The statistics on the country of origin of immigrants is not very telling. In 2018, 41 percent of immigrants entering Latvia previously resided in another EU member state (37 percent of them in the EU-15), two percent in European Free Trade Association (EFTA) countries, 37 percent in a CIS country, and 20 percent in some other country.[19] However, approximately half (48.2 percent) of all immigrants were actually Latvian nationals. 7.5 percent were citizens of other EU countries, and 44.1 percent citizens of non-EU countries.[20] Thus, return migrants account for a significant proportion of immigrants in Latvia; their migration is motivated not just by pragmatic, but also emotional benefits.[21]

Overall, 12.7 percent of the Latvian population consist of non-nationals; almost all of them (218 thousand out of 246 thousand) are citizens of non-member countries.[22] The majority of non-national immigrants have come from CIS countries, mostly Russia (50 percent of the foreign-born population) but also Ukraine and Belarus. Their motivation to immigrate to Latvia is fuelled by the widespread use of the Russian language in various sectors of the economy in combination with more competitive wages as compared to the migrants’ home country.[23]

Reasons for immigration in the Baltic countries (first generation migrants)Figure 3: Reasons for immigration in the Baltic countries (first generation migrants) (PDF-Icon Download figure) Lizenz: cc by-nc-nd/3.0/de/
A survey conducted by the European Statistical Office (Eurostat) in 2014 reveals that a large majority of first-generation immigrants to Latvia arrived due to family reasons (see Fig.3).[24] Among them are spouses of return migrants. Labor migrants are currently a small proportion of all immigrants.

Statistics on issued first time residence permits show that the number of permits issued both to labor migrants and international students is low (about 2,000 a year each) but has been slowly rising. Up to 2014, most residence permits were issued for investment in property or business (about 5,000 in 2014), yet this has now changed due to changes in legislation. The total number of first time residence permits issued in 2016 was round about 6,500.

The number of refugees accepted by Latvia is very small. From 1998 till 2018 a total of 180 persons have been granted refugee status and 538 persons have been granted subsidiary protection status.[25] In 2018, 176 people requested international protection in Latvia, and 23 refugee statuses and 24 alternative statuses were granted. Seven persons were resettled under the EU Resettlement Program. Main countries of origin of asylum seekers were Russia, Iraq, Azerbaijan, Egypt, and Vietnam.

Due to history, the ethnic composition of Latvia is very diverse – 62 percent of the county's population consider themselves Latvian, 25 percent are ethnic Russians, two to three percent Belarusian, Ukrainian, or Polish, in addition to smaller ethnic minority groups.[26]

Latvian Immigration, Integration and Naturalization Policy

The development of immigration, integration and naturalization policy in Latvia has been impacted by negative attitudes towards immigrants in Latvia. People overwhelmingly do not recognize the contribution of immigrants to the country’s economic growth and are not eager to welcome them.[27] Eurobarometer data shows that 49 percent of respondents would feel uncomfortable with an immigrant as their neighbor, just 54 percent agree that fostering integration of immigrants is a necessary investment in the long run for the country, and overall a large majority of the population perceive immigration of third country nationals negatively or very negatively. A spike in very negative attitudes could be observed in 2015 with the migration crisis in Europe – and it has not substantially decreased since.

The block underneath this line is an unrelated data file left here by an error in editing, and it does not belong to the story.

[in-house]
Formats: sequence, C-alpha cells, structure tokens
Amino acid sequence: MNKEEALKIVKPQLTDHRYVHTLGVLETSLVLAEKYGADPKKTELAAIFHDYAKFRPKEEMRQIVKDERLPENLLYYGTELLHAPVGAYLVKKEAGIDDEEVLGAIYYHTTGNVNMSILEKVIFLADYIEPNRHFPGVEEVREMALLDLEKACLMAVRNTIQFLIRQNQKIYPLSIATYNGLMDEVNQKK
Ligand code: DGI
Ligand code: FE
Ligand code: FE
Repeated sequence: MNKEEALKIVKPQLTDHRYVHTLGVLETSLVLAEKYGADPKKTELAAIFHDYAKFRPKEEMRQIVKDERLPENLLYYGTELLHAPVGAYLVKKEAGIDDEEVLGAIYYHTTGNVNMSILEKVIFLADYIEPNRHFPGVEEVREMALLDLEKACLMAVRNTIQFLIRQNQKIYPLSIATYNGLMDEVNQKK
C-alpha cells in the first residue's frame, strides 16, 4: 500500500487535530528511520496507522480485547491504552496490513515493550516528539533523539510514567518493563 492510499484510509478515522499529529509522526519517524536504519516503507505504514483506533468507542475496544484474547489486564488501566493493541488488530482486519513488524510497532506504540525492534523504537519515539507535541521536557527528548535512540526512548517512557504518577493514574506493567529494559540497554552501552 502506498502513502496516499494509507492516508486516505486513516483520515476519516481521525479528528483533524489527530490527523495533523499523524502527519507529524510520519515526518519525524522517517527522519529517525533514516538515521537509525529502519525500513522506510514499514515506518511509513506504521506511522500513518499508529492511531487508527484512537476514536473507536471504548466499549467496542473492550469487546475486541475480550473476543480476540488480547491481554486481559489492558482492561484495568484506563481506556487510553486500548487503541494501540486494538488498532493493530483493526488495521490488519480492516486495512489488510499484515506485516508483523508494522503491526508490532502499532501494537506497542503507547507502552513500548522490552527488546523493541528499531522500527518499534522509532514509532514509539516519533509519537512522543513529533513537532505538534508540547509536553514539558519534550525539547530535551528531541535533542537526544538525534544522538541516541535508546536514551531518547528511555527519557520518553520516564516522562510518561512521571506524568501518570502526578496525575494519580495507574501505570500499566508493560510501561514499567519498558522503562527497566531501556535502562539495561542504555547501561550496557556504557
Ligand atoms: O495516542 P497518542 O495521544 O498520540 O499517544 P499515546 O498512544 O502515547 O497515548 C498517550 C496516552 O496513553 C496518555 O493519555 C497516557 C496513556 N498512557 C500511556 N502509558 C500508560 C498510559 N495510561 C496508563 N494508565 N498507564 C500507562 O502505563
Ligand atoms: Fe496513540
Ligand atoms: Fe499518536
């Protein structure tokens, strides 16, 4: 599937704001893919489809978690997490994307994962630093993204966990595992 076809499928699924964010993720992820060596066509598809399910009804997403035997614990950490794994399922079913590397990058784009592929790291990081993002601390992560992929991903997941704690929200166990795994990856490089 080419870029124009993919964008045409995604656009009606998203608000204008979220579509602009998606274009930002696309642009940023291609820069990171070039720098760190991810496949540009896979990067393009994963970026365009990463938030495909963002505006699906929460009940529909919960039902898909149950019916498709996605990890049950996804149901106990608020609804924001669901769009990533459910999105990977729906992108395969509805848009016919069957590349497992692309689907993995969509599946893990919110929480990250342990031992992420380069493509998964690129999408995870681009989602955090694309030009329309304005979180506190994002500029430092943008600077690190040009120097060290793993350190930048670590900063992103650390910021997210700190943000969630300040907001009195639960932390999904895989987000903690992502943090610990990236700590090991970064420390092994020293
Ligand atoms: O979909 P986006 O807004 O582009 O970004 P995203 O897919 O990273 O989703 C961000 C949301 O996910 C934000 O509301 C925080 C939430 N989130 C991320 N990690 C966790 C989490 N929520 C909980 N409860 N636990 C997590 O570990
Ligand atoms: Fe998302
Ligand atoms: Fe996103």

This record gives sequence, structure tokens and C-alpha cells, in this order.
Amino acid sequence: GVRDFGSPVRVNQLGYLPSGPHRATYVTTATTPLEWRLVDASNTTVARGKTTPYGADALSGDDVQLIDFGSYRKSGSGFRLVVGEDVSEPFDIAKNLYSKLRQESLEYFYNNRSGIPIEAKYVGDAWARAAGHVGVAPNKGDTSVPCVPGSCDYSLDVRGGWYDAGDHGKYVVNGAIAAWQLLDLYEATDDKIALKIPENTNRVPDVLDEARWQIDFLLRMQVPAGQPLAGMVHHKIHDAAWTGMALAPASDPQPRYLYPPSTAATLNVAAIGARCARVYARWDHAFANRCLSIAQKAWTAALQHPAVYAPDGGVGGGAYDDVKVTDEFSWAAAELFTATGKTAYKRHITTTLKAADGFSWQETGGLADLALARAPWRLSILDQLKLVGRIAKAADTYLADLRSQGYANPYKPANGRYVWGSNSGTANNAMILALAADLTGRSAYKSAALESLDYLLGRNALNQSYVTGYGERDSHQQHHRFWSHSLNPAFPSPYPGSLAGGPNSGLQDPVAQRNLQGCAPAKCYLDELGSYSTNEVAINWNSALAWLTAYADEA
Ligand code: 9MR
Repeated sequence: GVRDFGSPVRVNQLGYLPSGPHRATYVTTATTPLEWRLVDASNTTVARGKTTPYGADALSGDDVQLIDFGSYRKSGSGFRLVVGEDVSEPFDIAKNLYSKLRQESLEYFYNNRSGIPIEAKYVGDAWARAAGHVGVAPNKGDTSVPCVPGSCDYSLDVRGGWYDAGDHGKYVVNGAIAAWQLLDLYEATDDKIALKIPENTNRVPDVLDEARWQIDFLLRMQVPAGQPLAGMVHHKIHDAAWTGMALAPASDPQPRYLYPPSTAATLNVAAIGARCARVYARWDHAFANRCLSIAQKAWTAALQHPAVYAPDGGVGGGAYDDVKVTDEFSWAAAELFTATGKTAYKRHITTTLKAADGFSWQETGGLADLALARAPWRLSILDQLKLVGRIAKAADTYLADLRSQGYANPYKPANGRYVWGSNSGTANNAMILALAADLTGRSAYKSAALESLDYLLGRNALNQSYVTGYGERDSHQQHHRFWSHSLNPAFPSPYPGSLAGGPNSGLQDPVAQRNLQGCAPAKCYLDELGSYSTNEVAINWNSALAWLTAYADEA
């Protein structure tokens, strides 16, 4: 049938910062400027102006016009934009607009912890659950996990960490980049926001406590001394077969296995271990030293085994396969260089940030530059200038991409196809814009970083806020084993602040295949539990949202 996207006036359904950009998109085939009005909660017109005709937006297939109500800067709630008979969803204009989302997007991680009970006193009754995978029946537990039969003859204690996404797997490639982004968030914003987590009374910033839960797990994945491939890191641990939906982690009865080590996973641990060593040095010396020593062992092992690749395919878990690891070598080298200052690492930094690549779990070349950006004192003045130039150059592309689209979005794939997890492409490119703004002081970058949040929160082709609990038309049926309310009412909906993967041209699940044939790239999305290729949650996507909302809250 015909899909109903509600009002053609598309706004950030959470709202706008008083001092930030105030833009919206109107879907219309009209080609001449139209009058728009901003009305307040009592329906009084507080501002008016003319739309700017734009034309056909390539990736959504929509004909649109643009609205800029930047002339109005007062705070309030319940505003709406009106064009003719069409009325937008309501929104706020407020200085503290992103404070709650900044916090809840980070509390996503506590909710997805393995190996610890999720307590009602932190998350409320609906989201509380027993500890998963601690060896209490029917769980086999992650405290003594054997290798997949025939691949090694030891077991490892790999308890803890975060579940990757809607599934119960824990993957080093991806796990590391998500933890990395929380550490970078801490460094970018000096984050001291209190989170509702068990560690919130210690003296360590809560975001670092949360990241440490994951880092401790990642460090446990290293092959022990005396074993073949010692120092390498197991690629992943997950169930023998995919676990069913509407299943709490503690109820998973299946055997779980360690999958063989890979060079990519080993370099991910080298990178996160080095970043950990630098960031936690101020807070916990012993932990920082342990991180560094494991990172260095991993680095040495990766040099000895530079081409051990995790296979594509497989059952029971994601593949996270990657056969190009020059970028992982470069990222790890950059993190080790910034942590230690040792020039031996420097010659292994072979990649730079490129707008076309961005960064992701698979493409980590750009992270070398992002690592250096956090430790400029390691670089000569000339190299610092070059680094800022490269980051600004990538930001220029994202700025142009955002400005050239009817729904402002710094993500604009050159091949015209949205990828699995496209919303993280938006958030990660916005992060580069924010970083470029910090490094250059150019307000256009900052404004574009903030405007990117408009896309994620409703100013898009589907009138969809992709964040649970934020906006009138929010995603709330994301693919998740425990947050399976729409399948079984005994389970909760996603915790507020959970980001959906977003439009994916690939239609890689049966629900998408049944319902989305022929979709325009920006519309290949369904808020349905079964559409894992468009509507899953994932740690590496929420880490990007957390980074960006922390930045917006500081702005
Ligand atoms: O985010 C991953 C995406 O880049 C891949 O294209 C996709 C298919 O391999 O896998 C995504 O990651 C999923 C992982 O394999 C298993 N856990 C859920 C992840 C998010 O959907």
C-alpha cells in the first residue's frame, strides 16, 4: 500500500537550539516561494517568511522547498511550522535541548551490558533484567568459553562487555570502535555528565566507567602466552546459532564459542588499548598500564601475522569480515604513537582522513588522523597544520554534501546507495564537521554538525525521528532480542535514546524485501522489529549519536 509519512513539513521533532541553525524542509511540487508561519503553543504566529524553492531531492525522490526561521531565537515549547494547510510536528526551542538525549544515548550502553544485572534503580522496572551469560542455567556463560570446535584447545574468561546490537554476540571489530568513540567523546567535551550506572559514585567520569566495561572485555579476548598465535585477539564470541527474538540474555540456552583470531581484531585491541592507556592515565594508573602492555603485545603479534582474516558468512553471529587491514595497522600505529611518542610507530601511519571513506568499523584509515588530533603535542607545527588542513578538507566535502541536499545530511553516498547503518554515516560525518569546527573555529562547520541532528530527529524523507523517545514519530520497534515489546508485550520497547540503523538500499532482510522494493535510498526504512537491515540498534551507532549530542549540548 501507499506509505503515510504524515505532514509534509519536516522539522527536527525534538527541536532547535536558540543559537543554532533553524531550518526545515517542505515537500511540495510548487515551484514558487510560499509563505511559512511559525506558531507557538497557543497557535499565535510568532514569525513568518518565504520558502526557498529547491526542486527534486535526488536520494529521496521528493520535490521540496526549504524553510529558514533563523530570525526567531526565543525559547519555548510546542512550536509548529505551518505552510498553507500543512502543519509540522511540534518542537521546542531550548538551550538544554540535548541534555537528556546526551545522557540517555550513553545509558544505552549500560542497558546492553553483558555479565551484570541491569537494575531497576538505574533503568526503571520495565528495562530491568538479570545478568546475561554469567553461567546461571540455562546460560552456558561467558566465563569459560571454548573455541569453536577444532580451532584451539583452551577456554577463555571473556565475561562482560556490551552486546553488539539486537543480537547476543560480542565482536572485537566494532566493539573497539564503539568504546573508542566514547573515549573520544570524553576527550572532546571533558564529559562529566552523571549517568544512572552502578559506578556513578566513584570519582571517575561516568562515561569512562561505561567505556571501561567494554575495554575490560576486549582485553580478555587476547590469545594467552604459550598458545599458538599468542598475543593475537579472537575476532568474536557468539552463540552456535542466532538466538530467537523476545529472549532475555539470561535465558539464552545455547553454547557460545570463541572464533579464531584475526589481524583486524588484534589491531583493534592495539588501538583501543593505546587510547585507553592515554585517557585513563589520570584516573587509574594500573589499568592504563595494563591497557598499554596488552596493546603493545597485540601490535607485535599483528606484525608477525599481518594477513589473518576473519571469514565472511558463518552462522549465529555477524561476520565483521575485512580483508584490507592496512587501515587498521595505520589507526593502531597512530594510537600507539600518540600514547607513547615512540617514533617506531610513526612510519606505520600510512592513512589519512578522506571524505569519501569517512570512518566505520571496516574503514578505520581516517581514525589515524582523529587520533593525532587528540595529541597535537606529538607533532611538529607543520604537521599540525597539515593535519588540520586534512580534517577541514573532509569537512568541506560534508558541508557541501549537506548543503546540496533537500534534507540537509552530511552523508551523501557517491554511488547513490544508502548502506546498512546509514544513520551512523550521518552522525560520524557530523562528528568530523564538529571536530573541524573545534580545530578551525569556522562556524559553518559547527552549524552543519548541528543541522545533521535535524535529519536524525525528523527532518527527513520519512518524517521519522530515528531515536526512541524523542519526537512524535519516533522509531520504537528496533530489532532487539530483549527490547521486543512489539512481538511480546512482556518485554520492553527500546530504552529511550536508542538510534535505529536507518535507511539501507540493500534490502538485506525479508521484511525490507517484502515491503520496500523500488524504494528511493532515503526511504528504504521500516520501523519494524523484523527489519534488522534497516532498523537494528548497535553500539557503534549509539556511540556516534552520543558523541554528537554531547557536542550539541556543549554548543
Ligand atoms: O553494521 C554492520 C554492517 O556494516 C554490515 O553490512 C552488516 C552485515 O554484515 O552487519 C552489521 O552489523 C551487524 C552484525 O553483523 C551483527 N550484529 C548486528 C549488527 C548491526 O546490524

While neighboring Estonia has purposefully been aiming at attracting foreign workers, changing regulations and working on the attractiveness of Estonia as a country of destination,[28] in Latvia the realization of the importance of immigration for economic growth has been slow, particularly against the backdrop of negative attitudes of the population. Latvia has been dominated by a bureaucratic regulatory approach aimed at restricting and controlling migration, while immigration policy is based on a selective approach and protection of the internal labor market.[29] Instead, there has been a clear preference for facilitating return migration of Latvians instead. Still, the Sustainable Development Strategy of Latvia until 2030 indicates that demographic and labor market changes will require targeted policies to maximize support for return migration, but also through controlled labor immigration policies. At the moment, though, prejudice and xenophobia in combination with restrictive immigration and citizenship policies, as well as insufficient understanding of anti-discrimination practices and intercultural communication at the workplace further inhibit the potential to attract foreign workers. The government has compiled a list of professions that suffer from labor shortages, and where workers from third countries can be invited to work. This list is constantly updated and contested by unions and employers. The emphasis is on attracting skilled workers, and the invited workers have to be paid at least an amount equal to the average gross salary in Latvia in the year previous to their immigration. However, the attractiveness of Latvia as a country of destination for migrants is hindered not just by comparatively low wages, but also inefficient integration policies.